Which skill do you enjoy developing more: singing and songwriting, or producing?

Even though I’ve been producing for less time, I feel my production game is super refined, only because I’ve been in a lot of worlds. A lot of people don’t know I was in an alternative group called The Log.Os, and that sounded like some Radiohead-type shit. A lot of people know me for production or singing, not production and singing, so it’s interesting when cats come up to me like, ‘I didn’t know you play the piano.’

What was it like when Top Dawg Entertainment called and said Kendrick wants to use your song [“Omari’s Mood”] at the Grammys?

That shit was major, bro. Because I have been a stickler about staying independent and staying true to what I believe, and what I want to hear musically. So for someone who is at the pinnacle of his career to start one of his monumental Grammy performances with something I made? That’s hats off to me.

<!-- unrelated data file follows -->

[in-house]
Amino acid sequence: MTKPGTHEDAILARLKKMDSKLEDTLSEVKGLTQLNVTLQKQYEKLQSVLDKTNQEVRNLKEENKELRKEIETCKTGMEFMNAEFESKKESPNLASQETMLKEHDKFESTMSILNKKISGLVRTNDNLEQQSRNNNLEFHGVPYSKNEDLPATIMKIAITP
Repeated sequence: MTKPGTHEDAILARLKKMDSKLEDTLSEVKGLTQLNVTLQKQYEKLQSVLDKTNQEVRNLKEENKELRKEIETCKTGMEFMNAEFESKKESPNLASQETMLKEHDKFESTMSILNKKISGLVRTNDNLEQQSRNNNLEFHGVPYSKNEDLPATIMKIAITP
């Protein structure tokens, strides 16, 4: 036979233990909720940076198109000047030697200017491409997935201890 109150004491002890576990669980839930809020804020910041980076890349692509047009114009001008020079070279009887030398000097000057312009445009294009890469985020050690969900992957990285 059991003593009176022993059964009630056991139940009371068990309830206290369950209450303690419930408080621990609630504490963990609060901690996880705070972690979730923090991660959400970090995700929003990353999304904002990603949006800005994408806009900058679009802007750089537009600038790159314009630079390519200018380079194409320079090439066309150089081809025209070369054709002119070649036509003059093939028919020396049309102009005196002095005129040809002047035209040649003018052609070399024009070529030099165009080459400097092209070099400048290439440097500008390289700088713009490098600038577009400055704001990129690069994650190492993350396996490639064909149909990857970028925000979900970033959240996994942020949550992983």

[Kendrick] walked out to it in chains. What do you think it was about ‘Omari’s Mood’ that complemented the mood of his performance?

Kendrick is a great guy, and I feel like he’s really reflective and intuitive, so I think when he heard that music—because he was probably just listening to High-Loops & Higher-Loops when he heard it—he identified how I translate struggle into beauty through my art. For him to walk out in shackles, that’s the cherry on top, because [the song] already feels like that, it’s a heart-tugger. He put a visual to the music, now it’s a masterpiece.

What does IHY stand for?

Ihy is an Egyptian deity that is the protector of music and, consequently, beer.

That’s not what I took from it initially. I guess I’m so used to the acronym meaning ‘I hate you.’